According to wikipedia concurrency can be defined like this:
The property of program, algorithm, or problem decomposability into order-independent or partially-ordered components or units. This means that even if the concurrent units of the program, algorithm, or problem are executed out-of-order or in partial order, the result will remain determinate.
A form of computing in which several computations are executing during overlapping time periods—concurrently—instead of sequentially (one completing before the next starts)
An example of a concurrent program could be a web server that can receive multiple requests “at the same time”. If the server wasn’t concurrent, users would have to wait for another request to be processed before the server could handle their request.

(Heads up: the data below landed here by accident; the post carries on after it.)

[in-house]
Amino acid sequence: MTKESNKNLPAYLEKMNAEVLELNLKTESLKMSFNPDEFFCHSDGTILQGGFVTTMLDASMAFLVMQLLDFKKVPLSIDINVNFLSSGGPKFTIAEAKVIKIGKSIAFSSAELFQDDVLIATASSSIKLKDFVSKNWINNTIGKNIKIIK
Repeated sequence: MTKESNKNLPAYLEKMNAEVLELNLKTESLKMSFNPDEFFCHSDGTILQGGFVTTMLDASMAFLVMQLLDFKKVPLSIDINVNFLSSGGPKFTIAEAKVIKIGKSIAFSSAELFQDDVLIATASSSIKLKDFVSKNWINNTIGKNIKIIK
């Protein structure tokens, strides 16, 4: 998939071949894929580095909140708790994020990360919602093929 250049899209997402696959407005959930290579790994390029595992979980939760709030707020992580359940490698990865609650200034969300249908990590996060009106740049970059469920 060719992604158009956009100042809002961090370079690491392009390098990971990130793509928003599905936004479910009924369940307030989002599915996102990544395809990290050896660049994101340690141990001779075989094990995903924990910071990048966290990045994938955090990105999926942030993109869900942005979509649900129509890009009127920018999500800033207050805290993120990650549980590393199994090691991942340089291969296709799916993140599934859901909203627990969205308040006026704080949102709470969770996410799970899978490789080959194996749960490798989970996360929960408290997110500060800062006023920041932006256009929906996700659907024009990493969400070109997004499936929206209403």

Go is said to make concurrency very easy to program so today I’m going to explore it.
To explain concurrency it’s useful to have parts of a program that can execute asynchronously or in parallel. As an example I’m going to use a pair of functions that pretend to get some information from a database or service. Lets look at a simple example where everything is executed without concurrency: